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Bipedal Locomotion: A Sweeping History

Updated: Jan 20

Art Hutchinson is the author of the acclaimed ‘60s-era redemptive novel, “Covered With Snow” (Carmel Head Books, 2021). The following is a chapter from his upcoming devotional memoir, “Relentless Forward Motion: Quirky Stories and Enduring Lessons for the Christian Life from the Small, Strange World of Ultramarathon Running”

Modern people struggle to grasp how common it was for most people, across history, to hoof it over distances that only the most fanatical step-counters try to cover today. If one wished to go where a boat could not, one did so on foot. After Jesus and His disciples went away in the boat to a secluded place by themselves, the crowd, ran there together on foot from all the cities, and got there ahead of them. (Mark 6:32-33) In some places foot travel persists as default, but most folks today view powered transport as a right, and failures as fodder for comedy, e.g., the iconic film, “Planes, Trains, and Automobiles” (1987).


In many nations, motor-scooters entwine traffic like swarms of angry bees. In posher places, motorized skateboards, Segways, and those pseudo bicycles that rush along with no pedaling fill that transport niche. (Those gadgets strike me as cheating. I’ve logged thousands of miles on real bikes and my wife is of hearty Friesian stock, from northern Holland, where literally everyone—from kids to elderly—pedals for basic transport in every condition: sleet, dark, gale-driven rain, you name it.) Leaving bicycles aside (they were only invented in the 19th century) we can tend to map our experience onto the past and assume that before the internal combustion engine, most folks enjoyed the animal equivalent—sitting in a saddle, or riding in a wagon: a team of horses in every barn, a pack of dogs to pull every sled, and a string of camels to navigate deserts!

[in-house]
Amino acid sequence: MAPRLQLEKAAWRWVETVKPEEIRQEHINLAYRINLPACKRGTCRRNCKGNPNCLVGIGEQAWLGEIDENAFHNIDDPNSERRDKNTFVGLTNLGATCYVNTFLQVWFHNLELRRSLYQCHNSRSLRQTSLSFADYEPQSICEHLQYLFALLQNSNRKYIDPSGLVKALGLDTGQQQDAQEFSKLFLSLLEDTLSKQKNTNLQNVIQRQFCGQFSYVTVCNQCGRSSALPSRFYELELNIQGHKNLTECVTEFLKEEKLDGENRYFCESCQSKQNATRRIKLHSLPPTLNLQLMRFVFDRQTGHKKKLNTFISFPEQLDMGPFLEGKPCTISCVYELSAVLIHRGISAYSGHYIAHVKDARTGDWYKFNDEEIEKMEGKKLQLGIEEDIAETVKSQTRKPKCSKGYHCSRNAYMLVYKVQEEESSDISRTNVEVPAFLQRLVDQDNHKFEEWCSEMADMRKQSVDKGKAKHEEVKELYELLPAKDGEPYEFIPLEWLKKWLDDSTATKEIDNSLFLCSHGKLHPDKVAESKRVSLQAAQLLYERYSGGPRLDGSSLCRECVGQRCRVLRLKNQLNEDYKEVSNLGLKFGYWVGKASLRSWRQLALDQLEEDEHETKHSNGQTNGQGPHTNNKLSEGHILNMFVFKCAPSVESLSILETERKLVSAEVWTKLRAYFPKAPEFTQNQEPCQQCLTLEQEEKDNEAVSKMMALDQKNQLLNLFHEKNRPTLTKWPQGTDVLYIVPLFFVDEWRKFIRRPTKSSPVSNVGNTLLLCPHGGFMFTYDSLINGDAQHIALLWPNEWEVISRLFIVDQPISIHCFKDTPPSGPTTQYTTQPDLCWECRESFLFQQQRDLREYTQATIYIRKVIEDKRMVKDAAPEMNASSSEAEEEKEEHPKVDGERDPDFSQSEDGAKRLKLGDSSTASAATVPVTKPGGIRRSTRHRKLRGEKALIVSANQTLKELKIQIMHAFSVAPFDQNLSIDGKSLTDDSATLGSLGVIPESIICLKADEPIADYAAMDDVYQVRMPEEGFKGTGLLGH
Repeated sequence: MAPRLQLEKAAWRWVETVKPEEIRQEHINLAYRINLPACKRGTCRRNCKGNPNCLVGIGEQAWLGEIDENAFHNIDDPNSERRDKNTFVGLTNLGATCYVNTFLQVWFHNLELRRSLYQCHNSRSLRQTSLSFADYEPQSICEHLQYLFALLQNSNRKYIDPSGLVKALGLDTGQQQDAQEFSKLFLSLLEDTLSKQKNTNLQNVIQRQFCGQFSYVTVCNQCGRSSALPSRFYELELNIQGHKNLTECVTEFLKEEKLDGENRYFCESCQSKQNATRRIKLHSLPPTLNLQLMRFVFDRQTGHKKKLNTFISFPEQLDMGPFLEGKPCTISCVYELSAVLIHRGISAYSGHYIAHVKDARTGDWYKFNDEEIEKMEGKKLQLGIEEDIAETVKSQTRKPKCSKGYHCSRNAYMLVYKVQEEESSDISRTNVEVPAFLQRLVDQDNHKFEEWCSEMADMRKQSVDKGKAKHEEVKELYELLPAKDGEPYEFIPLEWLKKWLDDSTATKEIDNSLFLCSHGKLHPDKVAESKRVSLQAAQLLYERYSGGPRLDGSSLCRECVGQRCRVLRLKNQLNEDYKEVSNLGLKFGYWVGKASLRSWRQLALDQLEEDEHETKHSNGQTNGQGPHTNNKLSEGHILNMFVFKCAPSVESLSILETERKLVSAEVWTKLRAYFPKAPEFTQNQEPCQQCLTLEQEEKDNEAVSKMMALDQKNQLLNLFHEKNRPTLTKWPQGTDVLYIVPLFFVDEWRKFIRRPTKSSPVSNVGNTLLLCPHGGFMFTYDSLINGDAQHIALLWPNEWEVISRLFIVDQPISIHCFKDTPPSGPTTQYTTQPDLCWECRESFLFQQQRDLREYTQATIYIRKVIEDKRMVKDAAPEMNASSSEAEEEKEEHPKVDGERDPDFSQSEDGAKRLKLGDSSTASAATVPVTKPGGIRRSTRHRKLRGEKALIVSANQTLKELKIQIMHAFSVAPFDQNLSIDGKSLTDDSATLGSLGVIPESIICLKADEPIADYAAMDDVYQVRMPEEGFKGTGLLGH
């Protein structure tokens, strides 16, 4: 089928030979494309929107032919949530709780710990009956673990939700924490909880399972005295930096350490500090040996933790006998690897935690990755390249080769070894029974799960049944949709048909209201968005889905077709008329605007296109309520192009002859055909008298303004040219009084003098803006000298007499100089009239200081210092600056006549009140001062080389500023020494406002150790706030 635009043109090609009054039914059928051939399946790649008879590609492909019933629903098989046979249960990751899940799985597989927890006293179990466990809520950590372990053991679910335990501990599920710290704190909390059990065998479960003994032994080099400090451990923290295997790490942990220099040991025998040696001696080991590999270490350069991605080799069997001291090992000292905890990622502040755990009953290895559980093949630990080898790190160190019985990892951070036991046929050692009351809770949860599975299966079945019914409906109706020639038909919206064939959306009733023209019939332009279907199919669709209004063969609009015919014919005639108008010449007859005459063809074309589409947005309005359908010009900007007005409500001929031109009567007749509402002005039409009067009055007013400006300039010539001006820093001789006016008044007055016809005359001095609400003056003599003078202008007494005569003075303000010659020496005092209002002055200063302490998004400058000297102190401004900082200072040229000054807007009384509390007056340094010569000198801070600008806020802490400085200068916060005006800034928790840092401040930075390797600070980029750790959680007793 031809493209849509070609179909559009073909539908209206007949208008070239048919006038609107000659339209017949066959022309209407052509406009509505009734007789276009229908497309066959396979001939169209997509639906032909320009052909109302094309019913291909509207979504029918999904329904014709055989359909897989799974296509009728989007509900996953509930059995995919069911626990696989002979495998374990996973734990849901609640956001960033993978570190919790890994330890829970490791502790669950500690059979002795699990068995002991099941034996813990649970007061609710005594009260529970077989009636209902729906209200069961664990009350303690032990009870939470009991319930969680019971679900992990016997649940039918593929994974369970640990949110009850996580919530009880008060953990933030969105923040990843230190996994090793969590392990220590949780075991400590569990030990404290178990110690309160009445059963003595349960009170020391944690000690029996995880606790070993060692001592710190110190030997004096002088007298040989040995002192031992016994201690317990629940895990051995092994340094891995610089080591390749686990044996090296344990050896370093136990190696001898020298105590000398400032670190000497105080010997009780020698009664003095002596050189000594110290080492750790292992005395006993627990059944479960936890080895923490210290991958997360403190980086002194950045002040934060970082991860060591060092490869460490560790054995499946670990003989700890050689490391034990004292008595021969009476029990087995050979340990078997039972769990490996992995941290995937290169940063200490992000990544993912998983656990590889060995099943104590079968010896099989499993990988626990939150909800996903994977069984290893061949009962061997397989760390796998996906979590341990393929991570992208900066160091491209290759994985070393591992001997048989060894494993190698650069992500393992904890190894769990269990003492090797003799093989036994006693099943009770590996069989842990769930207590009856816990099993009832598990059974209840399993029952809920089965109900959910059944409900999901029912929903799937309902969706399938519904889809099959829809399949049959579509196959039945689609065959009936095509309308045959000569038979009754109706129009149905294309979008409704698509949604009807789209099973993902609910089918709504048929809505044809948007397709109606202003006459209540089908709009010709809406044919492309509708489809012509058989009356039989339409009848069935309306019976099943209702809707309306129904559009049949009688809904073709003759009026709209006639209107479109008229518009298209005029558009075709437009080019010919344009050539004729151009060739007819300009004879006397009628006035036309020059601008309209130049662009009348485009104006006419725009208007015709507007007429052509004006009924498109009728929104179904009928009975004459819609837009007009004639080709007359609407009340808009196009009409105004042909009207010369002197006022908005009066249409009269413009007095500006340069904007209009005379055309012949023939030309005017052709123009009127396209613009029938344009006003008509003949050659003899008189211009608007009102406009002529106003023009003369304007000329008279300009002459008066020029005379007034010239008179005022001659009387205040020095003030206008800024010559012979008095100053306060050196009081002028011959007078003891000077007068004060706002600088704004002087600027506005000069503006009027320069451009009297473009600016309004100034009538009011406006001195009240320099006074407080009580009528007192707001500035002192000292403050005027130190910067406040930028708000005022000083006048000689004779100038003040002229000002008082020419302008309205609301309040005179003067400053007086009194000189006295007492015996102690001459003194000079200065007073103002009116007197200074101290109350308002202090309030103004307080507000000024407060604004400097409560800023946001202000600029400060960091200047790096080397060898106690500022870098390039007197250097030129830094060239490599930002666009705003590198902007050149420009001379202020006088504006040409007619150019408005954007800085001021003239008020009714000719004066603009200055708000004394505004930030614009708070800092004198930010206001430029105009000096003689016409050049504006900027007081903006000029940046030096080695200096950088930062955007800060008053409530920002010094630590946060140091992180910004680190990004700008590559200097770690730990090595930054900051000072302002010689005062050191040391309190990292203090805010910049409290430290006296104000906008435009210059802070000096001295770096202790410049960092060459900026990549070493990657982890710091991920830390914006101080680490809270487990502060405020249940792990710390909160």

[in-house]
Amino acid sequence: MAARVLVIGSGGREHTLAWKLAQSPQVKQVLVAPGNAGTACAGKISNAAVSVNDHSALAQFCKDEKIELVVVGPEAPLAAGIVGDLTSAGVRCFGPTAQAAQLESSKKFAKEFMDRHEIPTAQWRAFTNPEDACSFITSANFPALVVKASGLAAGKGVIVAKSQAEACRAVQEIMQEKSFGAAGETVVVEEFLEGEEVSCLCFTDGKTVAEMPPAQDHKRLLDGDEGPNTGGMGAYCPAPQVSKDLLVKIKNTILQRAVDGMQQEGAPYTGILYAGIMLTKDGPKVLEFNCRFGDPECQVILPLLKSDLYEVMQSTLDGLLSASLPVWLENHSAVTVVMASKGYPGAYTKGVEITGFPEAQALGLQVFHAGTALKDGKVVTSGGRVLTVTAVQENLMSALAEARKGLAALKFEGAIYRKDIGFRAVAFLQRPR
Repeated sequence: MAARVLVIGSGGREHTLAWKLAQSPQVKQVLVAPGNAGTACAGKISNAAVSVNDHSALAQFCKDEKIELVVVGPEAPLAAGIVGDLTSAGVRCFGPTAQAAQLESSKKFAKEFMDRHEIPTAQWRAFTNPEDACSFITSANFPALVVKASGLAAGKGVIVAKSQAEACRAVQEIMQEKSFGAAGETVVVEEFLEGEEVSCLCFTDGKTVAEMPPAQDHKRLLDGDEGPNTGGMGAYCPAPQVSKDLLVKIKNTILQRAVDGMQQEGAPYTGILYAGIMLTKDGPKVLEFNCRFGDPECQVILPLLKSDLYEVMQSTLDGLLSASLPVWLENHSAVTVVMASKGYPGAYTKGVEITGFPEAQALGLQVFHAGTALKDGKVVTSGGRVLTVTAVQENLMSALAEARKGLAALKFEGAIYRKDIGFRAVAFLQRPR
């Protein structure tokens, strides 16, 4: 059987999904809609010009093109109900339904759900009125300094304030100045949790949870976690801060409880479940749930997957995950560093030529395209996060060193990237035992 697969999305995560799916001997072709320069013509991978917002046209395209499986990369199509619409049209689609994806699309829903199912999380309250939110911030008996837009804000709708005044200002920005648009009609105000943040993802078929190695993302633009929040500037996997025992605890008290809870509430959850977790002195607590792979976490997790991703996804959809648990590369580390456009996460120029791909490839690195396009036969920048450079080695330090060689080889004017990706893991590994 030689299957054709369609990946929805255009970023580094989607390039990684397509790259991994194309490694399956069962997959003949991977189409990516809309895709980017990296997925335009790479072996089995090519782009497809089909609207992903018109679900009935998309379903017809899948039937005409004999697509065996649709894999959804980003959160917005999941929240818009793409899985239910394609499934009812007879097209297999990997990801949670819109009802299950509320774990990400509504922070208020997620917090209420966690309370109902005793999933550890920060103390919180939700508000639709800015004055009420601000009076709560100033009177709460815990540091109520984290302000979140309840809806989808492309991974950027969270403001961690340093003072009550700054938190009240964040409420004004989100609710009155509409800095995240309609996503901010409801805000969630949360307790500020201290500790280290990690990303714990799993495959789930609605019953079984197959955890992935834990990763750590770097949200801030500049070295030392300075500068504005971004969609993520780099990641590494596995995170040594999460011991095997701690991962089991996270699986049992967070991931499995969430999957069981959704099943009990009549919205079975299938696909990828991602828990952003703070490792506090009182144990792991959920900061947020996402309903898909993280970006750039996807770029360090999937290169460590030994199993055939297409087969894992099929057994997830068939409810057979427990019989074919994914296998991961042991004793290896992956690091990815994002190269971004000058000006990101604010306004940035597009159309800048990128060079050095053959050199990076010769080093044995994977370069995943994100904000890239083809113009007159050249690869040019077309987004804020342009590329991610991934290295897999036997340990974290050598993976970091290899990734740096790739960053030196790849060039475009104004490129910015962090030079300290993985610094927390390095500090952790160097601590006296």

Such visions are myths. Cavalries and chariots were expensive, and thus elite. Camels were ultra-elite. Foot soldiers marched, by definition. And despite what manger scenes and Western movies may depict, it is unusual for an adult to ride a mule or donkey hour after hour. (Grand Canyon treks are the exceptions that prove the rule.) Those too frail or too young to walk beside pack animals rode inside the wagons they pulled, of course. But for most of a typical journey, the able-bodied trudged alongside.


Some ran to share news. 2nd Samuel 18:19-32 records two men—Ahimaaz and an unnamed Cushite—running to report Absalom’s death to King David, his father. (Sometimes it’s not good to be first.) Others ran to illustrate news playing out in real-time. King Ahab rode in his chariot, but the hand of the LORD was on Elijah, and he girded up his loins and outran (or, ran in front of) Ahab to Jezreel (1st Kings 18:46) Granted, Elijah’s run from Mount Carmel’s summit was net downhill, a drop of sixteen-hundred feet in elevation, but the shortest route is twenty miles.


Centuries later, in Greece, one professional runner-messenger was so keen to report a military victory that he ran himself into a grave. (More on him later.) But aside from messengers, continuous long-distance running was as rare as long unhurried foot treks were routine. People walked and ran for all sorts of pragmatic reasons: to herd and to hunt; to migrate for opportunity; to escape war, famine, and persecution. Within villages and between, folks walked on a daily basis to buy food, conduct business, visit healers, hear orators, and engage religious duties. The recreational health and fitness we know today played virtually no part in this historical picture.